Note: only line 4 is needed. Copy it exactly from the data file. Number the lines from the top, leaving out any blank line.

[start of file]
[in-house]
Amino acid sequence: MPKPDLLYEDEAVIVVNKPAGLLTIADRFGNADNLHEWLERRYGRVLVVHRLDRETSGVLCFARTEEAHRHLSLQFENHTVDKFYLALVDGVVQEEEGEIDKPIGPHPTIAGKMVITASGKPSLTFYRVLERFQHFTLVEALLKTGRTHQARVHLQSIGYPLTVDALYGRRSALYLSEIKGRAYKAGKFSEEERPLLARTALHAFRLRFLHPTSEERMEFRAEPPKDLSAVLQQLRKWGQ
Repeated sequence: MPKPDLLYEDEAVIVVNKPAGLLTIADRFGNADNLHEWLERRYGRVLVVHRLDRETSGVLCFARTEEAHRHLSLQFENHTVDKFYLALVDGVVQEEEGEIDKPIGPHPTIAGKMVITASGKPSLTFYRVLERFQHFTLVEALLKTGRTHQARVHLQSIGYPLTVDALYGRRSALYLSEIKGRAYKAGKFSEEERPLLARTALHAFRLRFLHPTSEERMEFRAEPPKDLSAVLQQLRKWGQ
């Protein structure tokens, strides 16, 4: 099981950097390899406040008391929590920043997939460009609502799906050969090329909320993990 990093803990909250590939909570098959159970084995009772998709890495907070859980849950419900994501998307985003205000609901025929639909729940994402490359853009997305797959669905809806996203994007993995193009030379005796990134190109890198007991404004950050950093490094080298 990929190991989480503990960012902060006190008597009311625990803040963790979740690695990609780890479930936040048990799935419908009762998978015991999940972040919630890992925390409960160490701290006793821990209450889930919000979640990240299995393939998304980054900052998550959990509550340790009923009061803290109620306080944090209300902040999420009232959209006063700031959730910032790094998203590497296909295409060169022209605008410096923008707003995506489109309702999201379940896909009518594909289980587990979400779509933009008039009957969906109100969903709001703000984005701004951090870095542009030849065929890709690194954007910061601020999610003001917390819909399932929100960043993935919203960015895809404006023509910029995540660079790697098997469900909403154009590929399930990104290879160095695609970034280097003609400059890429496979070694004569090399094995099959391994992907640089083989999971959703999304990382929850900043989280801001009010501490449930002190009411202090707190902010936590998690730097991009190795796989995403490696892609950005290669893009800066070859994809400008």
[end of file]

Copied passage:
């Protein structure tokens, strides 16, 4: 099981950097390899406040008391929590920043997939460009609502799906050969090329909320993990 990093803990909250590939909570098959159970084995009772998709890495907070859980849950419900994501998307985003205000609901025929639909729940994402490359853009997305797959669905809806996203994007993995193009030379005796990134190109890198007991404004950050950093490094080298 990929190991989480503990960012902060006190008597009311625990803040963790979740690695990609780890479930936040048990799935419908009762998978015991999940972040919630890992925390409960160490701290006793821990209450889930919000979640990240299995393939998304980054900052998550959990509550340790009923009061803290109620306080944090209300902040999420009232959209006063700031959730910032790094998203590497296909295409060169022209605008410096923008707003995506489109309702999201379940896909009518594909289980587990979400779509933009008039009957969906109100969903709001703000984005701004951090870095542009030849065929890709690194954007910061601020999610003001917390819909399932929100960043993935919203960015895809404006023509910029995540660079790697098997469900909403154009590929399930990104290879160095695609970034280097003609400059890429496979070694004569090399094995099959391994992907640089083989999971959703999304990382929850900043989280801001009010501490449930002190009411202090707190902010936590998690730097991009190795796989995403490696892609950005290669893009800066070859994809400008």